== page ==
02 Apr

Let’s move to Cromer, Norfolk: a very 1902 kind of place

The crab, the pier, the fishermen’s cottages… but it’s a long way from anywhere but NorfolkWhat’s going for it? Cromer is a very 1902 kind of place. One half expects to see a non-ironic mutton-chop or a waxed moustache in the queue at Morrisons, or Arthur Conan Doyle (awfully keen on Cromer) filling up his Prius at the petrol station. By the late 19th century, Cromer and its neighbours Overstrand and East Runton were hot, hot, hot, baby. Overstrand was called “village of millionaires”, and the landscape hereabouts is to this day dotted with large piles done out in the style of the day – (pleasantly) watered-down arts and crafts.Last time I came, maybe a decade ago, the place was, shall we say, a little faded from its heyday. It’s certainly got the Pledge out since. The municipal gardens sparkle. The streets busy themselves with independent shops. It’s not without a bit of shabbiness, but all that was once great about Cromer remains: the crabs (obvs); the tower of St Peter and St Paul; the boarding houses clinging to the cliffs; those sweet lanes of fishermen’s houses; and the fin-de-siècle pier, oh, the pier, the most end-of-the-pier pier in the country, at the extremity of Norfolk, with nothing but fishing boats, nor’easterlies and herring between the stage of its Pavilion theatre and Norway. Continue reading…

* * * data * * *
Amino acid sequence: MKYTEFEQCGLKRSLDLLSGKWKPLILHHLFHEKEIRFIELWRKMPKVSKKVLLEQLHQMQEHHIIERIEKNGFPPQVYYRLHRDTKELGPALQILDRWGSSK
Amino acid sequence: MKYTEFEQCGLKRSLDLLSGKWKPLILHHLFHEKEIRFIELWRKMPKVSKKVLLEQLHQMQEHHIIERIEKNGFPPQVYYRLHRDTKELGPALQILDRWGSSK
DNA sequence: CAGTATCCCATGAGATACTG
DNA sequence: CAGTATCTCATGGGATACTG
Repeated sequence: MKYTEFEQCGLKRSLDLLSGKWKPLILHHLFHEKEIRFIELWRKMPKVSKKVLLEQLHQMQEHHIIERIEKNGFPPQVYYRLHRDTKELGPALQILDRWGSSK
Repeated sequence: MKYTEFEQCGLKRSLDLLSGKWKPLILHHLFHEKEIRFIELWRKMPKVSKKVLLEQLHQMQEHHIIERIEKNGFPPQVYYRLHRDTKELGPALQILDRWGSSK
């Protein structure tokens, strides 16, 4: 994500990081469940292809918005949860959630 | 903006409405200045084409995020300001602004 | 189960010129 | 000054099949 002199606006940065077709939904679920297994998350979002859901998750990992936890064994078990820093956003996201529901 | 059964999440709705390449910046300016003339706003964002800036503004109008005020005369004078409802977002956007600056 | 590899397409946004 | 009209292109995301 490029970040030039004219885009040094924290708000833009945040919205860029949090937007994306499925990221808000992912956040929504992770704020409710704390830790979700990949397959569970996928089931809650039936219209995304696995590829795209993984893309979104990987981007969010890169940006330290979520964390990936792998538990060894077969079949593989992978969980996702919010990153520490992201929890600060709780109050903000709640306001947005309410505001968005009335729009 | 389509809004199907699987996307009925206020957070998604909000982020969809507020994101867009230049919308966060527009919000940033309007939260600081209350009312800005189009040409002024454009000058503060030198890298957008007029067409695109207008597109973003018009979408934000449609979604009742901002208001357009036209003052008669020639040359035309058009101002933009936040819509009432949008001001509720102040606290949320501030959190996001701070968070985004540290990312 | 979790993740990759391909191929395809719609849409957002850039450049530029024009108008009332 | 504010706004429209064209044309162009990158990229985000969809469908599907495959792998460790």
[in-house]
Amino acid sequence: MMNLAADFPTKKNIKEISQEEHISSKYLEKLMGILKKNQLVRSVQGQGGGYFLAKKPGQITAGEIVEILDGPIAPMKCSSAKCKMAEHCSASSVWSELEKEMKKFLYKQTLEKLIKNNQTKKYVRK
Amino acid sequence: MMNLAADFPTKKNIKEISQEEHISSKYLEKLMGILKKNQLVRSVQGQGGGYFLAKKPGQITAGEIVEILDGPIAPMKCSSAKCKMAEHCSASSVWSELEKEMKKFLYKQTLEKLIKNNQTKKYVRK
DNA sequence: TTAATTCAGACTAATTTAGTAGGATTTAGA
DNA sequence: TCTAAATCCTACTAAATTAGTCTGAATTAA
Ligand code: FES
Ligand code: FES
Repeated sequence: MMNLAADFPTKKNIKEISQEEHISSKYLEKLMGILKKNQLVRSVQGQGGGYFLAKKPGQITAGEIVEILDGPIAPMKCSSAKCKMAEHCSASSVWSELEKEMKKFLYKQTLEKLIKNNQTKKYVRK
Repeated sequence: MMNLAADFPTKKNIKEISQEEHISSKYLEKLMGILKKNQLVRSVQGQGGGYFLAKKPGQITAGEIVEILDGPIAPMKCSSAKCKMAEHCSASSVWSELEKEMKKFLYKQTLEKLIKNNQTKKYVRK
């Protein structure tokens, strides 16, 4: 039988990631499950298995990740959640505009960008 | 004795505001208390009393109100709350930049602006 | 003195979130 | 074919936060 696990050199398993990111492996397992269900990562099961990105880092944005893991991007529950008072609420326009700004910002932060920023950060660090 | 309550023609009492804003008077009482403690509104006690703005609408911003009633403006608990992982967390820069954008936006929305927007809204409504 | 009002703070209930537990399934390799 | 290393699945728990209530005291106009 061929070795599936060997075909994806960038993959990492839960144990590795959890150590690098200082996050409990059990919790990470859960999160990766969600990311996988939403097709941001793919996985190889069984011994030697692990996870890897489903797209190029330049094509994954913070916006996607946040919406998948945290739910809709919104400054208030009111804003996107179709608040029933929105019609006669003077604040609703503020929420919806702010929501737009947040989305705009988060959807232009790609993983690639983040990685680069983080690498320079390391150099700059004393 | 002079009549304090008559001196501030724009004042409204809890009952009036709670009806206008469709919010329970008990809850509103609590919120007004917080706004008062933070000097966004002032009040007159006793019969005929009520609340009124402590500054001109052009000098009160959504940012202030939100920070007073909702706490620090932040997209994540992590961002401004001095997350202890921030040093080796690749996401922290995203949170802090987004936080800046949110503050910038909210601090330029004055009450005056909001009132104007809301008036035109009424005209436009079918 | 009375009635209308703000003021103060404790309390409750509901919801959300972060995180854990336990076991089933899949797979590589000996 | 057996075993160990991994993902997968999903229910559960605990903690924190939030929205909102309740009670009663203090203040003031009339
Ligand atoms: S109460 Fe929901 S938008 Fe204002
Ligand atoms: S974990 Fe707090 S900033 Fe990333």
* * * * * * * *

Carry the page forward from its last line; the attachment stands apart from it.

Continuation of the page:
Related Posts